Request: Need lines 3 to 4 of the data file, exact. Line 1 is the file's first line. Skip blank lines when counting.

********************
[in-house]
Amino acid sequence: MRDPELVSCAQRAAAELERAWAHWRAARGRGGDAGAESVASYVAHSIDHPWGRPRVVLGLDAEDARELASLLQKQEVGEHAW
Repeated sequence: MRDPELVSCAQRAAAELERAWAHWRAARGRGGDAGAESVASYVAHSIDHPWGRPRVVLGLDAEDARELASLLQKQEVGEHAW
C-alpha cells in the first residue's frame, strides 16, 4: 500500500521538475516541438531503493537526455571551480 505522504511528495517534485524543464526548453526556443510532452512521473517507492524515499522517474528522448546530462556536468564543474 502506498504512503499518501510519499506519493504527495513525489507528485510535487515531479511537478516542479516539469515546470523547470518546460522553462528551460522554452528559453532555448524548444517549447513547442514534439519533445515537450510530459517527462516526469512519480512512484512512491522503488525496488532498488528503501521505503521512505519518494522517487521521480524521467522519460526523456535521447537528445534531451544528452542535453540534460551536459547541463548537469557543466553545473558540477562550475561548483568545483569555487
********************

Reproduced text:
Repeated sequence: MRDPELVSCAQRAAAELERAWAHWRAARGRGGDAGAESVASYVAHSIDHPWGRPRVVLGLDAEDARELASLLQKQEVGEHAW
C-alpha cells in the first residue's frame, strides 16, 4: 500500500521538475516541438531503493537526455571551480 505522504511528495517534485524543464526548453526556443510532452512521473517507492524515499522517474528522448546530462556536468564543474 502506498504512503499518501510519499506519493504527495513525489507528485510535487515531479511537478516542479516539469515546470523547470518546460522553462528551460522554452528559453532555448524548444517549447513547442514534439519533445515537450510530459517527462516526469512519480512512484512512491522503488525496488532498488528503501521505503521512505519518494522517487521521480524521467522519460526523456535521447537528445534531451544528452542535453540534460551536459547541463548537469557543466553545473558540477562550475561548483568545483569555487